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Exploring Fender's Harmonic Tremolo

Discussion in 'Amp Tech Center' started by moosie, Dec 23, 2017.

  1. LudwigvonBirk

    LudwigvonBirk Tele-Holic

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    How about subharmonics, couldn't those also enter in, and be heard?

    There's a lot of "outside the string frequencies" stuff going on when I plot my 1950 D28 and my 17" home brew archtop. Yes it is quieter but it is there.
     
  2. RLee77

    RLee77 Friend of Leo's

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    Sure, there’s a lot of low freq content below the low E 82 hz freq. Percussive effects, palm muting, string noise, etc.
     
  3. jhawk

    jhawk Tele-Meister

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    Yes, I found this alarming and it prompted me to question my assessment of the filters. In regards to the “indirect low-pass”, I figured maybe this was only a feature of the 4-triode version (to which the patent corresponds, I believe?). However the -A 5-triode version functions, it seems overly complicated.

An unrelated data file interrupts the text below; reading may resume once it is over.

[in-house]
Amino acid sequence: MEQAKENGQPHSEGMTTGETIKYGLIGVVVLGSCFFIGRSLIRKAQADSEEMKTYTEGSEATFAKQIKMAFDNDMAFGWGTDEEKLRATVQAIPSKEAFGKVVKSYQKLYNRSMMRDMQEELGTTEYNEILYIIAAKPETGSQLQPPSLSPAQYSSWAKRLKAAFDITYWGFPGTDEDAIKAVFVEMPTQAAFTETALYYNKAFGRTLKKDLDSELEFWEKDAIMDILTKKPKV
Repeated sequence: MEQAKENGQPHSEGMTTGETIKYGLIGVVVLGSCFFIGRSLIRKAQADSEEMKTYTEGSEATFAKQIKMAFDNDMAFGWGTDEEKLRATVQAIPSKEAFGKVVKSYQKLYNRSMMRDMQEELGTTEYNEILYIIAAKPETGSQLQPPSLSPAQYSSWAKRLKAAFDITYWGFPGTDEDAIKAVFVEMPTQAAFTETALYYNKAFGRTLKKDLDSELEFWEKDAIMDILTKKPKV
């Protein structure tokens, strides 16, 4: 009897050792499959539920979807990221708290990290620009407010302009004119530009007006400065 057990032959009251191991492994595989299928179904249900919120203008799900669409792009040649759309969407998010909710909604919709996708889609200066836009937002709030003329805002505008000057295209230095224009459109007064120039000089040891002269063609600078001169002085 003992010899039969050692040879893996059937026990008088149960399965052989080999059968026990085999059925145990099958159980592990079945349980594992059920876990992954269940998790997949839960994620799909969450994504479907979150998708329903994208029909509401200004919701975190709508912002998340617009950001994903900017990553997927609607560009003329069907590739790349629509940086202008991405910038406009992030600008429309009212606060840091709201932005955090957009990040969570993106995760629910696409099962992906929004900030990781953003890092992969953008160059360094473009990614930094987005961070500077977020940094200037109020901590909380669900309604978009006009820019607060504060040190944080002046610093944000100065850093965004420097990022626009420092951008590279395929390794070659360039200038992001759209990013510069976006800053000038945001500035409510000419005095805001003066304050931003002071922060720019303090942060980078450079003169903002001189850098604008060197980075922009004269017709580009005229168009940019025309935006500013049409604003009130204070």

I think it would be of worth to create a streamlined version of the harmonic trem circuit! I’ve already hijacked this thread somewhat, and maybe further discussion on improving the circuit would be best as it’s own thread? Thoughts on this idea?
     
  4. moosie

    moosie Doctor of Teleocity Silver Supporter

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    I say go for it. Designing an improved harmonic trem seems to be firmly on topic, and in the spirit of this thread. Even though there's a lot of respect for Leo's work, this thread isn't meant to be a museum.

    When an actual build starts, then it needs it's own thread. Until then, with such a niche technical subject, it's nice to have a lot of relevant information in one place.


    That's my 2 cents, anyway. Others may feel differently.
     
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  5. Bendyha

    Bendyha Friend of Leo's Silver Supporter

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    Here translated and paraphrased from German, an except from Manfred Zollner's excellent, very comprehensive, huge, and highly recommended book from 2009 Physik der Elektrogitarre